Last summer, we were contacted by a Newport resident who, during renovations of his newly purchased house, came upon two large, framed photographs of my husband’s great great grandparents hidden away behind a wall in his attic. What made this even more exciting was that this house had been built by my husband’s great grandfather’s company, The Manuel Brothers, using materials, such as flooring and woodwork, reclaimed from Bellevue Avenue mansions the company had been hired to demolish. At about the same time, in the 1920s, the Manuel Bros. also demolished a mansion owned by Reggie Vanderbilt, who is a character in the series. What’s more, we believe my husband’s great grandmother, Honora Taylor Whyte, worked as a maid in one of the great houses when she first came to this country from Ireland. My father-in-law and my husband grew up in the same house in the harbor-side Point neighborhood, on same the street where I have set Emma’s childhood home.

manuel brothers

These are just a few examples, but you can see that Newport’s history and my husband’s history is intricately entwined. There could be no fictionalizing the city, or, for me and I think for many readers, the meaning would have been lost.

Readers: Join me for a visit to Newport! Is there a place you’re passionate about? Tell us about it in the Comments and enter for a chance to win a signed, hardcover copy of the 5th Gilded Newport Mystery, MURDER AT CHATEAU SUR MER!

amaxwellpinkAlyssa Maxwell is the author of The Gilded Newport Mysteries and A Lady and Lady’s Maid Mysteries. She has worked in publishing as a reference book editor, ghost writer, and fiction editor, but knew from an early age that she wanted to be a novelist. Growing up in New England and traveling to Great Britain and Ireland fueled a passion for history, while a love of puzzles of all kinds drew her to the mystery genre. She and her husband make their home in South Florida. She is a member of the Mystery Writers of America, the Florida Romance Writers, Sisters in Crime, and Novelists Inc. You can learn more about Alyssa and her books, and find her social media links, at www.alyssamaxwell.com.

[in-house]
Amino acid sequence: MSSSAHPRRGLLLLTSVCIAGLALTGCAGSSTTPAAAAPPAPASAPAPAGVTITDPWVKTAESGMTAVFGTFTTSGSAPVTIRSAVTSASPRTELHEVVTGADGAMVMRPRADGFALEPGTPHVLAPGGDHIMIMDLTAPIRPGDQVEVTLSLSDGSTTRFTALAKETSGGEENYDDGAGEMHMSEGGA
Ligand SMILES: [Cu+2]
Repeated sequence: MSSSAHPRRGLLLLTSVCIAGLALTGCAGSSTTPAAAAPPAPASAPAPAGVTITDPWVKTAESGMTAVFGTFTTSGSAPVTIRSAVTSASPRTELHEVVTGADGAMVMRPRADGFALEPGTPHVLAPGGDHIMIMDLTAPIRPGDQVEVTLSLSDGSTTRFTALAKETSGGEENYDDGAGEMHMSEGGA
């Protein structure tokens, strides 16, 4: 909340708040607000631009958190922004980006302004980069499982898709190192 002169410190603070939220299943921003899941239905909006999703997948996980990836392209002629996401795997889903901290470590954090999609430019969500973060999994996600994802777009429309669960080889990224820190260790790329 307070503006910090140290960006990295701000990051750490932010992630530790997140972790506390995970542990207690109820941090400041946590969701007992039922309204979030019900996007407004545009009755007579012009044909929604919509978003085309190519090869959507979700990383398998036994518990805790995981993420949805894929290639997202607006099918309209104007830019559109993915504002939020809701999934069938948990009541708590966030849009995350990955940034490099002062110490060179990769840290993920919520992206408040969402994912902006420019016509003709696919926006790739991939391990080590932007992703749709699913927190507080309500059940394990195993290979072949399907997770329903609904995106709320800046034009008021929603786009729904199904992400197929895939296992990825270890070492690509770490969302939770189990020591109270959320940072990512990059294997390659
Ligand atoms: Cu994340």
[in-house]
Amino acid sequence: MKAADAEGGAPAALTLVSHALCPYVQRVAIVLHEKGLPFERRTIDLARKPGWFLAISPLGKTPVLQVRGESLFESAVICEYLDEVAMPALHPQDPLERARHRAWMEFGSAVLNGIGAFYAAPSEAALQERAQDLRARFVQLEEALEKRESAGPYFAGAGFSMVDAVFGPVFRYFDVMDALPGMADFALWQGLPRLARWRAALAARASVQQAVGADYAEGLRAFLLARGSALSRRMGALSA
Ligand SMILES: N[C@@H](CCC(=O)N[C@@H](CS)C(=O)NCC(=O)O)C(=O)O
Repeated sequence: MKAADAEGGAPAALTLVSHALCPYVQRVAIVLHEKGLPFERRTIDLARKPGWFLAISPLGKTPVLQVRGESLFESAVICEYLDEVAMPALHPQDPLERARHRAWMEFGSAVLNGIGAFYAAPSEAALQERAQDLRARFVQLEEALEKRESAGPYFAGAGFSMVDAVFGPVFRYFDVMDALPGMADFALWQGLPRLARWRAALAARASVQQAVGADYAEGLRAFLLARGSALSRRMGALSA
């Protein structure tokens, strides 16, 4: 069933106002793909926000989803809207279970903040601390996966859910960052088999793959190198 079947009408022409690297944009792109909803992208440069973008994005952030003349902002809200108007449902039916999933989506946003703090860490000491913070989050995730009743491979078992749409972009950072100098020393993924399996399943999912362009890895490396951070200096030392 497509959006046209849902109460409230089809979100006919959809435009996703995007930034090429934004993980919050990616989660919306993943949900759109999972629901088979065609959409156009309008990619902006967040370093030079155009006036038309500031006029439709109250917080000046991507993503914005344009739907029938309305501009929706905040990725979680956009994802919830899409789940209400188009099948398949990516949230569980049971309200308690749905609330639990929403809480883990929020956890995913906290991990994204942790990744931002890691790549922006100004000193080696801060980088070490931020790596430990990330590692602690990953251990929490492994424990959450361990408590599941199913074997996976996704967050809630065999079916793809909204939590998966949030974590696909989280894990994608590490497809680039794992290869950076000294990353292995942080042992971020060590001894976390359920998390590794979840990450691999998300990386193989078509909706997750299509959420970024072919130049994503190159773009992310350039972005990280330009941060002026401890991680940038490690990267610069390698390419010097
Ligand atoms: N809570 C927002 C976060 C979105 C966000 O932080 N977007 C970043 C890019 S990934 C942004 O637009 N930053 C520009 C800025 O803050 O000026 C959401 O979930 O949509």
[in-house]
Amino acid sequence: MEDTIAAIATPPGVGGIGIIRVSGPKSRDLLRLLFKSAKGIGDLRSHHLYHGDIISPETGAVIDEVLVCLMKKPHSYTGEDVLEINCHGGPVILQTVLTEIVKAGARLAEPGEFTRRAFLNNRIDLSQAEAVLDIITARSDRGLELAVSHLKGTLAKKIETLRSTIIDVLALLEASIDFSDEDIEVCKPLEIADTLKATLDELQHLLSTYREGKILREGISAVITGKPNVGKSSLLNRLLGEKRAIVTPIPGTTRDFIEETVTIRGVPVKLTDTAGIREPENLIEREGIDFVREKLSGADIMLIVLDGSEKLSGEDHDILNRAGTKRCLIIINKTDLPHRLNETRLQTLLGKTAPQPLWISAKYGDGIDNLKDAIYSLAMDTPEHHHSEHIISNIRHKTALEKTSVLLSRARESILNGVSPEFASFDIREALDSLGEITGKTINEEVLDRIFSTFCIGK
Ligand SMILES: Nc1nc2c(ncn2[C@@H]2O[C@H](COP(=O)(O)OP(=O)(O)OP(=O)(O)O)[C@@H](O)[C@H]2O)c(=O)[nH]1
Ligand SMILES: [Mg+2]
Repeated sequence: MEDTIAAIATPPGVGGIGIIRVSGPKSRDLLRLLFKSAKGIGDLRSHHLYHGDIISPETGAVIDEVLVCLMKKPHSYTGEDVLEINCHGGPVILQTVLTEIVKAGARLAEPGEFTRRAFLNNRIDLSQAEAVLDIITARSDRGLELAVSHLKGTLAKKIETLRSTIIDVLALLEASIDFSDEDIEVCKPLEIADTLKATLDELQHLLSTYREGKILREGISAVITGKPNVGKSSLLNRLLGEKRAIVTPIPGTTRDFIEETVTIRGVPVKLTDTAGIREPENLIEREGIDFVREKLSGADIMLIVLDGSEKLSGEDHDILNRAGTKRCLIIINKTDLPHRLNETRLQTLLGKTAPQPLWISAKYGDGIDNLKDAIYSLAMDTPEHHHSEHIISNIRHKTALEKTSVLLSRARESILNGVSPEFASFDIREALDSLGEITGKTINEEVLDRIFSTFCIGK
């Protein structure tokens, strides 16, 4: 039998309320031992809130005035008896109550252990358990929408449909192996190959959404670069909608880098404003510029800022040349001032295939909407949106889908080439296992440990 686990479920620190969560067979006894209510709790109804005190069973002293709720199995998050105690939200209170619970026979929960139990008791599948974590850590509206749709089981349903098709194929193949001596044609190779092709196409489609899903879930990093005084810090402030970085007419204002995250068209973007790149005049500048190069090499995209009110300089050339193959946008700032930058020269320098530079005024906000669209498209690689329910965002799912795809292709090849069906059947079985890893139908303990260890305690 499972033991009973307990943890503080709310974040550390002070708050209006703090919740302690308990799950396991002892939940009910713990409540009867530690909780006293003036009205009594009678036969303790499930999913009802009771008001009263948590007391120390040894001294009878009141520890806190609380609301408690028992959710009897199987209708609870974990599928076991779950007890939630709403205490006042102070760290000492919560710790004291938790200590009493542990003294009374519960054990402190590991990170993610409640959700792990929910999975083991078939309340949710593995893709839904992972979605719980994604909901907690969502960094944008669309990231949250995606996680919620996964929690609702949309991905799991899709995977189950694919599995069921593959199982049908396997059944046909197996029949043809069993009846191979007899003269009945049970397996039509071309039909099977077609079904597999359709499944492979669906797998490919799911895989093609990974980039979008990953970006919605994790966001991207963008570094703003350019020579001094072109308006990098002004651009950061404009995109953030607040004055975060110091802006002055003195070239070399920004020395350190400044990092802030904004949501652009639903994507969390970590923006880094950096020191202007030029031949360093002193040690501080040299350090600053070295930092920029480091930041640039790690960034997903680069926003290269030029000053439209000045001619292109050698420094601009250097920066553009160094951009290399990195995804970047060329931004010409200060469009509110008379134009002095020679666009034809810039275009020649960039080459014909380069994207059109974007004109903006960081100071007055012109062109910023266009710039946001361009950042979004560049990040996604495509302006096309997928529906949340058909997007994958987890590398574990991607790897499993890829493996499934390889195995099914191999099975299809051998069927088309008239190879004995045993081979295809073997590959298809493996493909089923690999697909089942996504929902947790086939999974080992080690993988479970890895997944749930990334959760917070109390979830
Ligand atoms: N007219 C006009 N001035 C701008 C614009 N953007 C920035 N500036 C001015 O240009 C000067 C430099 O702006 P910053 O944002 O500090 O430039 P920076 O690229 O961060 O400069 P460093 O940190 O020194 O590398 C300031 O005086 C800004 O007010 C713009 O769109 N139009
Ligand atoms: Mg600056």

The Detective’s Daughter Goes on Retreat

Edith here. Our Accomplice, Kim Gray,who usually writes the Detective’s Daughter posts, can’t be here today, so I’m jumping in to share her virtual report of going on a writers’ retreat.

Kim, Annette Dashofy, Martha Reed, and I were invited by Ramona DeFelice Long to go on a week-long retreat at Clare House, a convent retreat house in Pennsylavania. None of us had any problem with jumping at the opportunity. I’d gone with Ramona and Kim last year and loved it. After we returned last week, Kim put up a few pictures and commentary on her Facebook page, so I’m drawing it together in a blog post for her!

The gathering spot for the animals’ breakfast.

AnimalBreakfast

Time for reflection.

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Our doorbell.

OurDoorbell

The front entrance of my home away from home.

Front

A good spot to sit and think.

SitandThink

My companion on my walks these past seven days.

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A great place to relax and write.

clarehouse

(Edith: The “Hermitages” referenced in the sign are five tiny cottages also on the grounds that one can rent. I haven’t been inside, but the web site says they are 17′ x 17′ and have all the essentials, including a mini-kitchen. Wow.)

Hermitage01enhanced

Our last dinner table set.

dinner